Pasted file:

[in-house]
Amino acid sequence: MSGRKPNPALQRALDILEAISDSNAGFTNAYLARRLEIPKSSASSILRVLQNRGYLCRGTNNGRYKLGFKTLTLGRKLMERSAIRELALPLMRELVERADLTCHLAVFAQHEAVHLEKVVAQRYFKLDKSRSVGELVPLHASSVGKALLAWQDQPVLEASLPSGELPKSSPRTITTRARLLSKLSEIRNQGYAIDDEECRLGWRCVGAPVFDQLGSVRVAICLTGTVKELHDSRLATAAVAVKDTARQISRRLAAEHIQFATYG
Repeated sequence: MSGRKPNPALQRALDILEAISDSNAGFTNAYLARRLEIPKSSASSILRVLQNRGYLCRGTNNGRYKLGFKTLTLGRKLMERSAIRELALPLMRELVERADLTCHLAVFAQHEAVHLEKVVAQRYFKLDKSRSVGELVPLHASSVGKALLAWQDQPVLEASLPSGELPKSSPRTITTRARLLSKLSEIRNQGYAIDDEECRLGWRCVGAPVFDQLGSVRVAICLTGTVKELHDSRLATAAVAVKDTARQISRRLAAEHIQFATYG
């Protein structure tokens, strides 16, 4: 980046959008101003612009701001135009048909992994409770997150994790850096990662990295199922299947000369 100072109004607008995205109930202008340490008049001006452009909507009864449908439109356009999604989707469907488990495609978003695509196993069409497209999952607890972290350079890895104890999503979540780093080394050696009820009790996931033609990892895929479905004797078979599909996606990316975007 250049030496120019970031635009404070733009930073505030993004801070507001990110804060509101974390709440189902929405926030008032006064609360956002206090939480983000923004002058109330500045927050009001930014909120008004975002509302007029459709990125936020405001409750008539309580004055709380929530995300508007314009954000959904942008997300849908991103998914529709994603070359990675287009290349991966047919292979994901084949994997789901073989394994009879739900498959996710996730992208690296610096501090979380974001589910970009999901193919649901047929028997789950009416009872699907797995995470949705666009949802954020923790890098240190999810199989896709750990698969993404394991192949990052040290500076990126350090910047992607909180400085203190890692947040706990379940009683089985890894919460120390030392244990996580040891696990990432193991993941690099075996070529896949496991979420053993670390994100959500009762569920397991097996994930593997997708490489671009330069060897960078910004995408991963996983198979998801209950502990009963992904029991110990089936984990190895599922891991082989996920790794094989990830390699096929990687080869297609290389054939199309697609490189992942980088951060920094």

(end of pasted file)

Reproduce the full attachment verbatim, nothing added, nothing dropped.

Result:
[in-house]
Amino acid sequence: MSGRKPNPALQRALDILEAISDSNAGFTNAYLARRLEIPKSSASSILRVLQNRGYLCRGTNNGRYKLGFKTLTLGRKLMERSAIRELALPLMRELVERADLTCHLAVFAQHEAVHLEKVVAQRYFKLDKSRSVGELVPLHASSVGKALLAWQDQPVLEASLPSGELPKSSPRTITTRARLLSKLSEIRNQGYAIDDEECRLGWRCVGAPVFDQLGSVRVAICLTGTVKELHDSRLATAAVAVKDTARQISRRLAAEHIQFATYG
Repeated sequence: MSGRKPNPALQRALDILEAISDSNAGFTNAYLARRLEIPKSSASSILRVLQNRGYLCRGTNNGRYKLGFKTLTLGRKLMERSAIRELALPLMRELVERADLTCHLAVFAQHEAVHLEKVVAQRYFKLDKSRSVGELVPLHASSVGKALLAWQDQPVLEASLPSGELPKSSPRTITTRARLLSKLSEIRNQGYAIDDEECRLGWRCVGAPVFDQLGSVRVAICLTGTVKELHDSRLATAAVAVKDTARQISRRLAAEHIQFATYG
């Protein structure tokens, strides 16, 4: 980046959008101003612009701001135009048909992994409770997150994790850096990662990295199922299947000369 100072109004607008995205109930202008340490008049001006452009909507009864449908439109356009999604989707469907488990495609978003695509196993069409497209999952607890972290350079890895104890999503979540780093080394050696009820009790996931033609990892895929479905004797078979599909996606990316975007 250049030496120019970031635009404070733009930073505030993004801070507001990110804060509101974390709440189902929405926030008032006064609360956002206090939480983000923004002058109330500045927050009001930014909120008004975002509302007029459709990125936020405001409750008539309580004055709380929530995300508007314009954000959904942008997300849908991103998914529709994603070359990675287009290349991966047919292979994901084949994997789901073989394994009879739900498959996710996730992208690296610096501090979380974001589910970009999901193919649901047929028997789950009416009872699907797995995470949705666009949802954020923790890098240190999810199989896709750990698969993404394991192949990052040290500076990126350090910047992607909180400085203190890692947040706990379940009683089985890894919460120390030392244990996580040891696990990432193991993941690099075996070529896949496991979420053993670390994100959500009762569920397991097996994930593997997708490489671009330069060897960078910004995408991963996983198979998801209950502990009963992904029991110990089936984990190895599922891991082989996920790794094989990830390699096929990687080869297609290389054939199309697609490189992942980088951060920094």